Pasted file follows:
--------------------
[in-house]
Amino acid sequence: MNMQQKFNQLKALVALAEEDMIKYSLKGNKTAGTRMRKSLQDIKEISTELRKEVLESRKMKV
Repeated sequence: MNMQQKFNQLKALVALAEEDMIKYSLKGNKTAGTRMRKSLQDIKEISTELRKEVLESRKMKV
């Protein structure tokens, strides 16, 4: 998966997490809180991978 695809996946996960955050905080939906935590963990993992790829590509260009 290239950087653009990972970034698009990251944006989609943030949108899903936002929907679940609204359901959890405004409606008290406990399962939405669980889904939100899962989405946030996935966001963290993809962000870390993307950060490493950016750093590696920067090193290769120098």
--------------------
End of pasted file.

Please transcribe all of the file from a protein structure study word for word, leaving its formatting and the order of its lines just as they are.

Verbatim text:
[in-house]
Amino acid sequence: MNMQQKFNQLKALVALAEEDMIKYSLKGNKTAGTRMRKSLQDIKEISTELRKEVLESRKMKV
Repeated sequence: MNMQQKFNQLKALVALAEEDMIKYSLKGNKTAGTRMRKSLQDIKEISTELRKEVLESRKMKV
């Protein structure tokens, strides 16, 4: 998966997490809180991978 695809996946996960955050905080939906935590963990993992790829590509260009 290239950087653009990972970034698009990251944006989609943030949108899903936002929907679940609204359901959890405004409606008290406990399962939405669980889904939100899962989405946030996935966001963290993809962000870390993307950060490493950016750093590696920067090193290769120098």